Experts weigh in on higher education challenges
Jamil Salmi – Tertiary education expert and former World Bank tertiary education coordinator
Tertiary education is an essential driver of economic and social development in all African nations. Skilled human capital and a strong research base are not only key elements of a country’s economic growth strategy, but they also determine its capacity to attain the Sustainable Development Goals.
African nations must formulate a clear vision for the future of tertiary education, put in place favourable governance frameworks, and mobilise resources to overcome the challenges facing their tertiary education systems: poor access and equity; inadequate quality and relevance; and insufficient research and knowledge transfer.
They must also overcome political rivalries and mistrust to promote South-South cooperation and pool their resources in support of regional projects, such as the African Centers of Excellence.
Violet Makuku – Quality assurance specialist and the HAQAA Initiative project officer at the Ghana-based Association of African Universities
The slow verification of qualifications has been a major challenge. The situation has been aggravated by refugees fleeing both natural and man-made crises, who have nothing to prove their academic and professional qualifications. Degree mills and degrees offered by institutions that are not accredited have also become a major challenge.
National qualifications frameworks for African countries need to be harmonised and there should be mutual trust among member countries. There is need for a continental database for African universities where all student qualifications are deposited on the cloud with passwords and different levels of administrative powers controlling access.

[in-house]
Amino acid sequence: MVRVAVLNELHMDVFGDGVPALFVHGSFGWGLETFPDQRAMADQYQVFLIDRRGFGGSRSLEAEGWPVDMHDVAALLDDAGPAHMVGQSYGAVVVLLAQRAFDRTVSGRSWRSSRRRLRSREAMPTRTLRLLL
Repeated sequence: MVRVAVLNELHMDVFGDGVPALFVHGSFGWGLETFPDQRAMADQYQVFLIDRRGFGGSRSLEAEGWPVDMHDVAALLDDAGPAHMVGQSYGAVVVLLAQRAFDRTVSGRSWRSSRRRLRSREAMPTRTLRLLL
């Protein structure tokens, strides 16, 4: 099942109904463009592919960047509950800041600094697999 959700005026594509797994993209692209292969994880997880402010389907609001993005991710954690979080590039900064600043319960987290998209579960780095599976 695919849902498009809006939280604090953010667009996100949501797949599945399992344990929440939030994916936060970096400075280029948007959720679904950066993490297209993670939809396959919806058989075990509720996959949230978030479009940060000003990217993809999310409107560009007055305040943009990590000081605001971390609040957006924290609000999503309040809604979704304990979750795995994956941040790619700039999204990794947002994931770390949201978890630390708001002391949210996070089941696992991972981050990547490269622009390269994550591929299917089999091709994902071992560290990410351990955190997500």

Atta-ur-Rahman – Professor emeritus, UNESCO science laureate, chairman of the UN Committee on Science, Technology and Innovation and president of the Network of Academies of Science of Islamic Countries and former federal minister of science and technology and chairman of the Higher Education Commission, Pakistan
The main challenges facing African universities are delivery of quality education, and linking education with socio-economic development through emphasis on science, technology, innovation and entrepreneurship.
African governments need to make the knowledge economy a cornerstone of their respective development plans. The focus should be on massive investments to send tens of thousands of the brightest students to top universities abroad for PhD studies so that the PhD-level faculty to student ratio can reach a level of 1:20. In order to attract them back to Africa, salaries need to be increased fourfold, and research grants and facilities made available.
Oussouby Sacko – Mali-born president of Kyoto Seika University, Japan
We need to train students to be able to discover problems and develop solutions. African universities need well-trained teaching staff and adequate curricula for socially responsive education. We also need to introduce liberal arts education, link technologies across fields and introduce more multidisciplinary studies in our universities.
Peter Okebukola – Distinguished professor of science and computer education at Nigeria-based Lagos State University and president of the Global University Network for Innovation in Lagos (GUNi-Africa)
In 2019, African governments should embark on a massive upgrade of facilities to make them fit for purpose. Besides improving the selection process and raising standards for promoting university teachers, institutional research policies must be established and periodic training should be given to all staff, especially the older, analogue professors, on the use of ICT for teaching, learning and research.
Juma Shabani – Director of the Doctoral School at the University of Burundi and former director of development, coordination and monitoring of UNESCO programmes with a special focus on Africa
African universities need to produce a critical mass of skilled people who can respond adequately to the current and future needs of the world of work and deal with issues of youth employability and self-employment. They should develop and implement integrated programmes that build on relevant initiatives designed in isolation. These include the Centers of Excellence and the student mobility programmes at masters and PhD levels.